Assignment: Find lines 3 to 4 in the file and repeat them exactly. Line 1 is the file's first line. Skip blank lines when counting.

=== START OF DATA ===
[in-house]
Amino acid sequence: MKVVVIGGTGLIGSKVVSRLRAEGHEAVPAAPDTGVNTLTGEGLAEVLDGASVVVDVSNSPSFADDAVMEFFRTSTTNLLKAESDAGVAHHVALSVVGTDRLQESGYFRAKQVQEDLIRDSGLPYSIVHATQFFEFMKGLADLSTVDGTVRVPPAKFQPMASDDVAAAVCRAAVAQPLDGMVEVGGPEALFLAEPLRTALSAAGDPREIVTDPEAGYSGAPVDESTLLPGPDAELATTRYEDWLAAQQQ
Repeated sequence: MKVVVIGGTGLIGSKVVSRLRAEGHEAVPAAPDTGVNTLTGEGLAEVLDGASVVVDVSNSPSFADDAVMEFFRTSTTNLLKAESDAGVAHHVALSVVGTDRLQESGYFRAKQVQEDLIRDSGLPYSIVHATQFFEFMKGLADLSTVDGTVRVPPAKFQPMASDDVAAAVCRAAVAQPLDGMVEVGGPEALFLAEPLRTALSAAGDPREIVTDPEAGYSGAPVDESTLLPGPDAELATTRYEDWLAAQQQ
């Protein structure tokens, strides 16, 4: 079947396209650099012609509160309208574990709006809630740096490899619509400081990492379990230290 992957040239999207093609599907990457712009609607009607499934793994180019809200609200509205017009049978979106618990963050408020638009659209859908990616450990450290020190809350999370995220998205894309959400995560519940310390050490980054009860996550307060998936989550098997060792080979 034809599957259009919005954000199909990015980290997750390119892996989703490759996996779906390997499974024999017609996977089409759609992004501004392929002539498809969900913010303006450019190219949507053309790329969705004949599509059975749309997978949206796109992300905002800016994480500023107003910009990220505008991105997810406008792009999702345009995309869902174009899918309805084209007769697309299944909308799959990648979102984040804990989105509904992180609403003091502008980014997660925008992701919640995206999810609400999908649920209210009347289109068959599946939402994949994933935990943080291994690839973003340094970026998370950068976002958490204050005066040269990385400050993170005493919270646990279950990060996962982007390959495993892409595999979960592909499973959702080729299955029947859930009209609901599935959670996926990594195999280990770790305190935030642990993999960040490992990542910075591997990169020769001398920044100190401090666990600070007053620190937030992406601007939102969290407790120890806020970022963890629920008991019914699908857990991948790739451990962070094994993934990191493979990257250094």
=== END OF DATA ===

Repeated sequence: MKVVVIGGTGLIGSKVVSRLRAEGHEAVPAAPDTGVNTLTGEGLAEVLDGASVVVDVSNSPSFADDAVMEFFRTSTTNLLKAESDAGVAHHVALSVVGTDRLQESGYFRAKQVQEDLIRDSGLPYSIVHATQFFEFMKGLADLSTVDGTVRVPPAKFQPMASDDVAAAVCRAAVAQPLDGMVEVGGPEALFLAEPLRTALSAAGDPREIVTDPEAGYSGAPVDESTLLPGPDAELATTRYEDWLAAQQQ
């Protein structure tokens, strides 16, 4: 079947396209650099012609509160309208574990709006809630740096490899619509400081990492379990230290 992957040239999207093609599907990457712009609607009607499934793994180019809200609200509205017009049978979106618990963050408020638009659209859908990616450990450290020190809350999370995220998205894309959400995560519940310390050490980054009860996550307060998936989550098997060792080979 034809599957259009919005954000199909990015980290997750390119892996989703490759996996779906390997499974024999017609996977089409759609992004501004392929002539498809969900913010303006450019190219949507053309790329969705004949599509059975749309997978949206796109992300905002800016994480500023107003910009990220505008991105997810406008792009999702345009995309869902174009899918309805084209007769697309299944909308799959990648979102984040804990989105509904992180609403003091502008980014997660925008992701919640995206999810609400999908649920209210009347289109068959599946939402994949994933935990943080291994690839973003340094970026998370950068976002958490204050005066040269990385400050993170005493919270646990279950990060996962982007390959495993892409595999979960592909499973959702080729299955029947859930009209609901599935959670996926990594195999280990770790305190935030642990993999960040490992990542910075591997990169020769001398920044100190401090666990600070007053620190937030992406601007939102969290407790120890806020970022963890629920008991019914699908857990991948790739451990962070094994993934990191493979990257250094």